Resisting Israel's Occupation: Means and Prospects

  • 1118 International Affairs Building, Columbia University (map)
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By Amira Hass

Amira Hass was born in Jerusalem in 1957, the daughter of Yugoslavian-Jewish refugees. A journalist for the Hebrew daily Ha'aretz, she covers Gaza and the West Bank. She received the UPI's International Award and the Sokolow Prize, Israel's highest honor for journalists, and received UNESCO's Guillermo Camo World Press Freedom Prize in 2003. Hass is the only Jewish Israeli correspondent on Palestinian affairs to live among the people about whom she reports. She is the author of Drinking the Sea at Gaza: Days and Nights in a Land Under Siege (Metropolitan/Owl, 2000) and Reporting from Ramallah: An Israeli Journalist in an Occupied Land (Semiotext(e), 2003).

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Apr
7
12:30 PM12:30

"Morocco's Daunting Road to Democracy" Progress and Challenges Under King Mohammed VI

  • 1118 International Affairs Building, Columbia University (map)
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By Marvine Howe

Marvine Howe takes us behind Morocco's exotic facade to discover the largely tolerant Muslim country, struggling to catch up with modern times and cope with the penetration of political Islam, sweeping the world. Marvine Howe, a former reporter for The New York Times, began her career as a free-lance journalist in North Africa. She will be talking about her latest book: "Morocco: The Islamist Awakening and Other Challenges".

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Apr
6
5:00 PM17:00

The End of Oil and Geopolitics

  • 1512 International Affairs Building, Columbia University (map)
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Co-sponsored by the Columbia CIBER and the Center For Energy, Marine Transportation And Public Policy

By Fareed Mohamedi

Fareed Mohamedi is Senior Director, Country Strategies and Analysis, PFC Energy, a Washington based energy consultancy. He will review the latest developments in the geopolitics of energy security and how the large producer and consuming countries are adapting to perceptions of future constraints in oil production worldwide.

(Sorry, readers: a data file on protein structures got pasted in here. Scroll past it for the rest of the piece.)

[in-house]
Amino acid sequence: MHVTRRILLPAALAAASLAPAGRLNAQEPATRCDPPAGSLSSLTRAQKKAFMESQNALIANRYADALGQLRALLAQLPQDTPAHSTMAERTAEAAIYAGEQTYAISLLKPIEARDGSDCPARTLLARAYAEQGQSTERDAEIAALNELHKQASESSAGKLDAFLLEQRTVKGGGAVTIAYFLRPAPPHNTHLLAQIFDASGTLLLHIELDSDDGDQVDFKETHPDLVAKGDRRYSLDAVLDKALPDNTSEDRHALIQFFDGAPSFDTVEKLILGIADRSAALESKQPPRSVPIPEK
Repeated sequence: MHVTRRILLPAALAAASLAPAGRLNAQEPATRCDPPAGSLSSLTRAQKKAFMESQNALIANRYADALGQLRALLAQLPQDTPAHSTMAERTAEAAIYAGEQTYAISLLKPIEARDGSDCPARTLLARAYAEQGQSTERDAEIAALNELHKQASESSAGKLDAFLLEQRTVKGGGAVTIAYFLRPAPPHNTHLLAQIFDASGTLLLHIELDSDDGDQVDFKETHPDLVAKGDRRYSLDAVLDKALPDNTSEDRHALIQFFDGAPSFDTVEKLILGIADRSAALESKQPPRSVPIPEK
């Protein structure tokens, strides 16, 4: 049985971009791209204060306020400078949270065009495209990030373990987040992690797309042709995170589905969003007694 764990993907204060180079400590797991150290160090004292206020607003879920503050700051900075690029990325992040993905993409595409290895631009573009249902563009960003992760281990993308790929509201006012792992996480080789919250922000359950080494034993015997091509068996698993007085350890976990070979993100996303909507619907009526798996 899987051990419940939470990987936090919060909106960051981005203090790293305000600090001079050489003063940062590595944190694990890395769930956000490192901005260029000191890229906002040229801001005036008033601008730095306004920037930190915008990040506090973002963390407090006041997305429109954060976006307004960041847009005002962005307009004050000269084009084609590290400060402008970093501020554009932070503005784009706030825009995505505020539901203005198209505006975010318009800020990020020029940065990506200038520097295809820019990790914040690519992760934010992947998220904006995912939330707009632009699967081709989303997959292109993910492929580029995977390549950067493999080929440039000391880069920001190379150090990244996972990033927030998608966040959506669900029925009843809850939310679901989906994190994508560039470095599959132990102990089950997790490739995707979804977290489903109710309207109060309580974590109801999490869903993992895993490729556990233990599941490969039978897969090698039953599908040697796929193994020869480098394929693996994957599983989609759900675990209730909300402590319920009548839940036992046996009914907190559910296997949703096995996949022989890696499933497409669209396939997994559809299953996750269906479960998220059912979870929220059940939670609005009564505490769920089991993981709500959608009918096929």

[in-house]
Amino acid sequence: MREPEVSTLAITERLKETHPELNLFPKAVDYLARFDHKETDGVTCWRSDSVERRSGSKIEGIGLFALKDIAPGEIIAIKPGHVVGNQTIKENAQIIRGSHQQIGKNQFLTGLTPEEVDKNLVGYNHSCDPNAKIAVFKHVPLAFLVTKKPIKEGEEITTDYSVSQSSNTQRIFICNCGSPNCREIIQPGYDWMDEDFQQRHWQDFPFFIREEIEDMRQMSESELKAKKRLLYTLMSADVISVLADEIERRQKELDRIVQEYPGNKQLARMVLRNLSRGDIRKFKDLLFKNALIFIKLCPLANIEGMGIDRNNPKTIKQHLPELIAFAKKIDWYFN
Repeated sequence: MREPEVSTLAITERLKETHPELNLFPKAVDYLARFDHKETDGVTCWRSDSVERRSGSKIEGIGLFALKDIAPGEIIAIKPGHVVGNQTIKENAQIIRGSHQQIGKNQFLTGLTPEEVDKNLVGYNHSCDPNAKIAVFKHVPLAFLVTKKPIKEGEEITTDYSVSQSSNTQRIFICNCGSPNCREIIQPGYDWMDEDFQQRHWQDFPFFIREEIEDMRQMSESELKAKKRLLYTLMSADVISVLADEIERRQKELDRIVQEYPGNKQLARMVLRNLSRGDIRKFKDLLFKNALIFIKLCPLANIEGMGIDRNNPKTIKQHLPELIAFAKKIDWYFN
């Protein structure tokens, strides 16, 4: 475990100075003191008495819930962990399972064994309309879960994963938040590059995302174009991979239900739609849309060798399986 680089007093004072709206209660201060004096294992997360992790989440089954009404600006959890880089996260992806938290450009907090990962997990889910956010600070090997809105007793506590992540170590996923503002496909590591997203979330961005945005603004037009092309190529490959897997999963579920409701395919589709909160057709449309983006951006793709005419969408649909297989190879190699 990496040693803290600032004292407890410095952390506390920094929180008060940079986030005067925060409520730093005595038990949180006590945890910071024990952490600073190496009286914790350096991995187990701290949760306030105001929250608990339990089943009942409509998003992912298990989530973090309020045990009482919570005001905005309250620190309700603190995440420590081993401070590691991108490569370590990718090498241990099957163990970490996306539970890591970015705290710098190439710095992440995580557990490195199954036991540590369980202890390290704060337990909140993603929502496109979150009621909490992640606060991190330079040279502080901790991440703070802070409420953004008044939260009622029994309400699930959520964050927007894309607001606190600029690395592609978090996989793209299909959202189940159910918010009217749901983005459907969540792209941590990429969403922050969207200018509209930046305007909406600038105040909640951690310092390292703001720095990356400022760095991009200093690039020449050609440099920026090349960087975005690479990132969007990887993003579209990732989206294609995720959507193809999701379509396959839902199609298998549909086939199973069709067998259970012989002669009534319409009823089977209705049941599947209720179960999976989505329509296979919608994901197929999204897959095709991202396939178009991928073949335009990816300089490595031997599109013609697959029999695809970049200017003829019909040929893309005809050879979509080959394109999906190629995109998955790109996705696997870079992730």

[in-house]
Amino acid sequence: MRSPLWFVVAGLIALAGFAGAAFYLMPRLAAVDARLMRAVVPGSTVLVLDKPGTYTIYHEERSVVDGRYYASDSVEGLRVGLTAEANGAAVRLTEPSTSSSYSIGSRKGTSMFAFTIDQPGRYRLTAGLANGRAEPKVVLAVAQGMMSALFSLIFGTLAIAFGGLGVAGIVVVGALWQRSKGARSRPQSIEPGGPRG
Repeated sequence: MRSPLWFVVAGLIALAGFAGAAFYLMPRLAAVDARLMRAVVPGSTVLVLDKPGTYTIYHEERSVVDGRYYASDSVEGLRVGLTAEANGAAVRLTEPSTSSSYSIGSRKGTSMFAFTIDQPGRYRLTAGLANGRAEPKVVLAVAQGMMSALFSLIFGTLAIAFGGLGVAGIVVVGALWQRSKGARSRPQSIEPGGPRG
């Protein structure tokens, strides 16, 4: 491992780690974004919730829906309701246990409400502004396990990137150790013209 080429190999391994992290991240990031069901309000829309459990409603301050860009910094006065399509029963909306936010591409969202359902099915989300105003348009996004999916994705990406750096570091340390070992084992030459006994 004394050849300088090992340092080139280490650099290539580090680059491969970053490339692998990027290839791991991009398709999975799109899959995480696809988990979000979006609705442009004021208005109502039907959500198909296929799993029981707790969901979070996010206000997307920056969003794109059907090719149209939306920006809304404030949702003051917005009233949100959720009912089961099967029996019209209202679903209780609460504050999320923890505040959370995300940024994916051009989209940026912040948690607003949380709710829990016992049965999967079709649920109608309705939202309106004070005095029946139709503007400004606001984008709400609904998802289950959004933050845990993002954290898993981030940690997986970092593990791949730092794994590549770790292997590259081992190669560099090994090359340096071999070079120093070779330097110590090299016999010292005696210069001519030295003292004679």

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Apr
5
12:00 PM12:00

New Directions in Turkish Politics

  • 1118 International Affairs Building, Columbia University (map)
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By Prof. Sabri Sayari

Co-sponsored by the Turkish Initiative

Professor Sabri Sayari is the Executive Director of the Institute of Turkish Studies and a Research Professor in the School of Foreign Service at Georgetown University. Prior to his current position, he was a Senior Staff Member at the National Academy of Sciences' National Research Council (1992-94), a Resident Consultant at the RAND Corporation (1985-93), and a Professor of Political Science at Bogazici University in Istanbul (1974-84). Dr. Sayari holds B.A and Ph.D. degrees from Columbia University. He has also taught at Rutgers University, and served as a Visiting Professor at Columbia, University of California, Irvine, and Aarhus University in Denmark. Dr. Sayari has published extensively on Turkey's domestic politics and foreign policy, and on issues concerning political development, democratization, and international political economy. His most recent publications include "Turkey and the Middle East in the 1990s" Journal of Palestine Studies (1997), "Between Allies and Neighbors: Turkey's Burden Sharing Policy in the Gulf Conflict" in Andrew Bennett et al (eds), Friends in Need: Burden Sharing in the Gulf War (St. Martin's Press, 1997), and "Parties, Party Systems, and Economic Reforms: The Turkish Case," Studies in Comparative International Development (1997).

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Mar
31
8:00 PM20:00

Channels of Rage

  • 501 Schermerhorn Hall, Columbia University (map)
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A film by Anat Halachmi

Subliminal is described in the local rap scene as the "reinventor of Hebrew language". He presents himself as the first proud Zionist rapper. Similarly, Tamer (TN) an Arab rapper from Lod who became a cultural icon for Israeli Arab youth, is no less proud of his Palestinian identity. Just like Siamese twins, Subliminal and Tamer are the two inseparable parts of the same unsolved conflict, which defines our lives. A patriotic Zionist rapper and a nationalist Arab rapper use the power of words and music to state as loud as they can what politicians in Israel can’t seem to put into words. Channels of Rage won an award for 'Best Documentary' at the Jerusalem International Film Festival.